As we head down the home stretch of the year 5774, this week’s Torah portion, Ki Tavo, shows Moses continuing to exhort the Israelites about how to behave in the future, aware that his own tie with them is coming to a close.
The portion begins on a bright note and gets progressively darker. First, we read instructions for the offering of the first fruits, which Maimonides tells us was a really happy event, with growing parades of travelers to Jerusalem, festive baskets to carry the offerings, recitation of the same ceremonial words (“My father was a wandering Aramean…”) acknowledging Who was in the end responsible for their goodies, and lots of music and singing. Sounds like fun. Donation of the tithes for the Levites, resident aliens, orphans, and widows, is done with similar ceremony. This enables one to donate mindfully.
The people are commanded to write the Law for all to see on Mount Ebal, on large rocks covered with plaster, with an altar of unhewn stones for offering sacrifices nearby. As I’ve noted here before (thanks, David), writing large amounts of text on stone for display in this manner, sometimes carved directly rather than written on plaster, was a not uncommon practice of ancient rulers in this part of the world, but their purpose was typically to boast of their deeds, rather than teach their laws. Now we get darker and more theatrical. The tribes are to assemble on Mount Gerizim and Mount Ebal, six on each mountain, with the Levites in the valley between them. The Levites are to call out a series of 12 curses, to each of which the people respond “Amen!”
What follows in our text is a set of blessings, good things that will happen if the Israelites behave themselves and obey the law: fertility, riches, respect, and other obvious goodies. Then comes the darkest part of our reading, 54 verses of really graphic curses, starting with “But if you do not obey…” (28:15). This is known as the Tochachah (warning, admonition) and is read quickly and quietly by the Torah reader. We read the “minor” Tochachah in Leviticus 26:3-46 . Why two sets of warnings? The populations addressed are clearly different, naïve slaves versus adults ready to conquer a land. What are some significant differences between the two sets? My summary:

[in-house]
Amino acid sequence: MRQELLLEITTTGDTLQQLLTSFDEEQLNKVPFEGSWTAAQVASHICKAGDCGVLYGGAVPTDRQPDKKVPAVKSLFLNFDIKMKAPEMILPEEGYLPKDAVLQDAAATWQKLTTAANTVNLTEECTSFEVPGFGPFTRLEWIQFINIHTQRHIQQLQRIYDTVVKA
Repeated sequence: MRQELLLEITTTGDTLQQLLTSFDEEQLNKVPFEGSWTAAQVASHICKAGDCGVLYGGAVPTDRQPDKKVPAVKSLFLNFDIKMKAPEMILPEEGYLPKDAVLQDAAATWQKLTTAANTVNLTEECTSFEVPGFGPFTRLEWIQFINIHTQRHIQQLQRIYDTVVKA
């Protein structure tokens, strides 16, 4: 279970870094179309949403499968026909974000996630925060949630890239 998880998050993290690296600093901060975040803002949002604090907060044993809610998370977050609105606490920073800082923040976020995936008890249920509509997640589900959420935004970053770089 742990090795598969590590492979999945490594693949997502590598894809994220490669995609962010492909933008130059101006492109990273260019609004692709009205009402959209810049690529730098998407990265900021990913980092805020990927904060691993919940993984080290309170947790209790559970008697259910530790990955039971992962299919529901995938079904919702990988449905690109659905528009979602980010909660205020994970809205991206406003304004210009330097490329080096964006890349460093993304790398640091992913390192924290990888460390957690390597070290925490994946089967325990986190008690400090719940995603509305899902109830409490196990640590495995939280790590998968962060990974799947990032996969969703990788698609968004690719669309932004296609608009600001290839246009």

|Singular,* to each individual Israelite||Plural,* to the nation as a whole, regarding broad, national sinning||Or HaChaim|
|Said by Moses in the name of God||Said by God||Rav Moshe Bergman|
|No consolation afterward – individual will be punished||Consolation – still a chance for national redemption||The nation can eventually recover, not necessarily the individual sinner. (Ozer Alport)|
|God is clearly the one punishing, like a parent.||Theme of abandonment by God (parent), punishments thought by Israel to be by chance||Rav Moshe Bergman|
|Curses are uniformly horrible.||Successive sets of curses increasing in severity if disobedience continues||IGP. In Lev., like a parent trying to train a child to behave, resorting to harsher punishments as deemed necessary. In Deut., everything is laid on the line at once, like communicating with a more responsible teen or adult.|
*Singular vs. plural “you” is evident in the Hebrew.
There’s no explicit consolation after the curses in Ki Tavo, but there is a little reassurance by Moses, who recognizes, albeit a little grudgingly, that they are no longer helpless children but have matured (more or less) to the point of joining with the Lord in the covenant, thus succeeding as a nation.
After all that darkness, it is a relief to read the haftarah, Isaiah 60:1-22, the sixth haftarah of consolation, a vision of light and dawn and peace.
From “Kindergarten” on the album“Why is there Air?” by Bill Cosby [One of my favorite Cosby routines. Kindergarten and 1st grade hadn’t changed a whole lot between Cosby’s time and mine in the Philadellhia public schools.]